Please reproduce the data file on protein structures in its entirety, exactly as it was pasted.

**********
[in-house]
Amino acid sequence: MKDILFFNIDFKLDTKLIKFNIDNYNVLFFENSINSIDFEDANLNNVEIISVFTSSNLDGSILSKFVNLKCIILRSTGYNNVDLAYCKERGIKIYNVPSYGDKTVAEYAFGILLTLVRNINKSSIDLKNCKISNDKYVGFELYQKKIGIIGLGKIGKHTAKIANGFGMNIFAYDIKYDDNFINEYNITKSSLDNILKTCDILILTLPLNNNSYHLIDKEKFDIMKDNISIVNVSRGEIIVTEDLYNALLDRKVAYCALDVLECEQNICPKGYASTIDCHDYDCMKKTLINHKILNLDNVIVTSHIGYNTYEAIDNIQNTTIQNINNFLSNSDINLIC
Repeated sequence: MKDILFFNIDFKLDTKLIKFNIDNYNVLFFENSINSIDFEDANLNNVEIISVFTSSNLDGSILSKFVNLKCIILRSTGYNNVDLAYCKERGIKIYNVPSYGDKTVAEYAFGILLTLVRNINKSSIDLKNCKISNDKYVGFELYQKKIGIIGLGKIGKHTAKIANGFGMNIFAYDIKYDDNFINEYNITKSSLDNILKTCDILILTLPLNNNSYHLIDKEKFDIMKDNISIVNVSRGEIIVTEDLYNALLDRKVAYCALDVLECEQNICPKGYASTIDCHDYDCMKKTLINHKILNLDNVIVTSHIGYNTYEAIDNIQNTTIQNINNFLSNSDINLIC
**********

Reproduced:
[in-house]
Amino acid sequence: MKDILFFNIDFKLDTKLIKFNIDNYNVLFFENSINSIDFEDANLNNVEIISVFTSSNLDGSILSKFVNLKCIILRSTGYNNVDLAYCKERGIKIYNVPSYGDKTVAEYAFGILLTLVRNINKSSIDLKNCKISNDKYVGFELYQKKIGIIGLGKIGKHTAKIANGFGMNIFAYDIKYDDNFINEYNITKSSLDNILKTCDILILTLPLNNNSYHLIDKEKFDIMKDNISIVNVSRGEIIVTEDLYNALLDRKVAYCALDVLECEQNICPKGYASTIDCHDYDCMKKTLINHKILNLDNVIVTSHIGYNTYEAIDNIQNTTIQNINNFLSNSDINLIC
Repeated sequence: MKDILFFNIDFKLDTKLIKFNIDNYNVLFFENSINSIDFEDANLNNVEIISVFTSSNLDGSILSKFVNLKCIILRSTGYNNVDLAYCKERGIKIYNVPSYGDKTVAEYAFGILLTLVRNINKSSIDLKNCKISNDKYVGFELYQKKIGIIGLGKIGKHTAKIANGFGMNIFAYDIKYDDNFINEYNITKSSLDNILKTCDILILTLPLNNNSYHLIDKEKFDIMKDNISIVNVSRGEIIVTEDLYNALLDRKVAYCALDVLECEQNICPKGYASTIDCHDYDCMKKTLINHKILNLDNVIVTSHIGYNTYEAIDNIQNTTIQNINNFLSNSDINLIC